Drinking Atop the Viceroy: Forget Star Gazing, it’s All About Ogling Billionaires

A good spot to play at being a master of the universe.

A good spot to play at being a master of the universe.

“This is like a luxury yacht up in the clouds,” remarked Scott Gerber, surveying his eponymous nightlife firm’s latest creation—a vaguely nautical drinking establishment of dark walls and golden light perched atop the Viceroy Hotel, the similarly eponymous Gerber Group’s The Roof.

Though The Roof, which is located at 124 West 57th Street, looks out onto an avenue that has become synonymous with extreme wealth—from the terrace, one can get a very good view of billionaires’ roost One57 almost directly across the street—Mr. Gerber insisted that it would not just be a watering hole for the elite when we spoke with him at The Roof’s informal opening Tuesday night.

“We’re inclusive, not exclusive,” he said. “There’s no bottle service or minimum bar tab to make a reservation—if you want to sit at a table, you can.”

Which is fortunate, given that the view from the Roof is not one that New Yorkers of relatively modest means—i.e. those without millions of dollars—get to take in on a regular basis. On the terrace outside, tipplers sat beneath a bower of stars, Italian glass bricks with a sheen of black licorice to their backs and the vast lawns of Central Park unfolding to the North. Within, the Roman and Williams-designed space boasts wood-lined walls decorated with oversized photos of a Hamptons beach at sunset, walnut-and-leather sofas, perforated brass light fixtures and a ceiling of cork bordered with gold studs.

For unfussy drinkers, the bar makes classic drinks like the Manhattan. Not on the menu: their barrel-aged Negroni, steeped for 20 days.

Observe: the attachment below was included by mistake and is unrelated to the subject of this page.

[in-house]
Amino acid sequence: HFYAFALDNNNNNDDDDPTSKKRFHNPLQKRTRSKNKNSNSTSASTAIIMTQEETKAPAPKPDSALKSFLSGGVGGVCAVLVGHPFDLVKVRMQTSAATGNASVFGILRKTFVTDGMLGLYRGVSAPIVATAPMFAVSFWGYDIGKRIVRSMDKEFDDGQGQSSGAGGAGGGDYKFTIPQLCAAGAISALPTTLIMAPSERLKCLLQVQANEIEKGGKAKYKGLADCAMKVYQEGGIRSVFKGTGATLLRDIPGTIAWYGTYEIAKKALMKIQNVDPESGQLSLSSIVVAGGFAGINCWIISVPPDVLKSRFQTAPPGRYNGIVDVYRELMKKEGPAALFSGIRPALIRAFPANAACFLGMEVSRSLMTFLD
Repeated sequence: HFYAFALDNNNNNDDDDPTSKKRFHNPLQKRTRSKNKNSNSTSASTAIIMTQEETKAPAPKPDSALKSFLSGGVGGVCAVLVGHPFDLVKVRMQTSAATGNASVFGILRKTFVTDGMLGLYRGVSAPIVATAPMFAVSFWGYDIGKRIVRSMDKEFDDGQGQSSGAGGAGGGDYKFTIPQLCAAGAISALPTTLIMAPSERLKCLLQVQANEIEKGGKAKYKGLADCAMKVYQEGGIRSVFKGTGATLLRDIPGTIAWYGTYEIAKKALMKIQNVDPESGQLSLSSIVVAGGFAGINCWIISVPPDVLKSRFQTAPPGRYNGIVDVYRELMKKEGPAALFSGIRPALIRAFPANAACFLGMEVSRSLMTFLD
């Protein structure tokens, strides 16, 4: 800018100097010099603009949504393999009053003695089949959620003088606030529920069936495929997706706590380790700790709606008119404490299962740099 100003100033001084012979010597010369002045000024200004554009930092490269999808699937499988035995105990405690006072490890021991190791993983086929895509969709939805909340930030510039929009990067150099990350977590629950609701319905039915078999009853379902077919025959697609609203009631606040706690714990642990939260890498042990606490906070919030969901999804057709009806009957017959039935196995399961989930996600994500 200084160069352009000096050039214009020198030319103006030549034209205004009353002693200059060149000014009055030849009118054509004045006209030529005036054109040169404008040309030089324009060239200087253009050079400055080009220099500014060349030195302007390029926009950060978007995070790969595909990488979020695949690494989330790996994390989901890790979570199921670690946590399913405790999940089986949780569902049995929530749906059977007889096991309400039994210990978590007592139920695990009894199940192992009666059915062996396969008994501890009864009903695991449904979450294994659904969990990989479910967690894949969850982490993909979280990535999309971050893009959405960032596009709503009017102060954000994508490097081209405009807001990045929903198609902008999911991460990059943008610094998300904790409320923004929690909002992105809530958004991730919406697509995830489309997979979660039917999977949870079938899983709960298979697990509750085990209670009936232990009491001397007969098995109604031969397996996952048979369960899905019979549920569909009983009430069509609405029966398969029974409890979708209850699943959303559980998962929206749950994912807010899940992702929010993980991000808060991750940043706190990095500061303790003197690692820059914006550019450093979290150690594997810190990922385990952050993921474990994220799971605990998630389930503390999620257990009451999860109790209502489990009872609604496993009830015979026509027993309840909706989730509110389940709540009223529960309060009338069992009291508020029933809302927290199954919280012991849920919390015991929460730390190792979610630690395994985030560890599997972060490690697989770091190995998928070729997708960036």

For unfussy drinkers, the bar makes classic drinks like the Manhattan. Not on the menu: their barrel-aged Negroni, steeped for 20 days.

Vincent Mauriello, the director of the bar program for the Gerber Group, has extended this democratic vibe to the drink list, which is balanced between edgier house cocktails and well-built classics like sidecars and old-fashioneds. The menu also includes small cheese and charcuterie plates, avocado-smeared crabmeat on toast and bigger dishes like Cobb salads or the Kingside hamburger from the restaurant downstairs.

“We’re Midtown,” Mr. Mauriello explained in regards to the many classics, opening a menu bound in stamped leather to point out a more unusual concoction known as the Trouble Maker: a sweet tyrant of a drink made with strawberries, muddled cucumber and bonal, a French aperitif with floral hints.

Less democratic: the $16 price—not unheard of in such aeries, but a little dizzying nonetheless.

We settled on a glass of small-batch whiskey, filtered through limestone that the general manager claimed came from the same quarry that supplied the Empire State Building. “It’s made in upstate New York,” he said. Talk about drinking in the city.

Out on the balcony, the after-work crowd stripped off their coats and ties in the unseasonably warm weather. Helped by the bluesy playlist that cross-faded into easy listening-type electro at dusk, guests marveled at the unencumbered view stretching almost to the park and plunging all the way down into billionaire’s belt below.

Mr. Gerber explained why their skyline had no skyscrapers: air rights. Which is basically the local currency of 57th Street.

Leather couches and wood interiors lend a vaguely nautical air.

Leather couches and wood interiors lend a vaguely nautical air.

Whether The Roof will draw the same mix as the Viceroy pulls in—Europeans, Europeans, Europeans, and a smattering of twenty-something locals on staycations—remains to be seen. But by 7 p.m. on its first night, the 120-person bar was at capacity. They weren’t even letting people into the elevator. No bottle service required, but you might not be able to get a table, after all.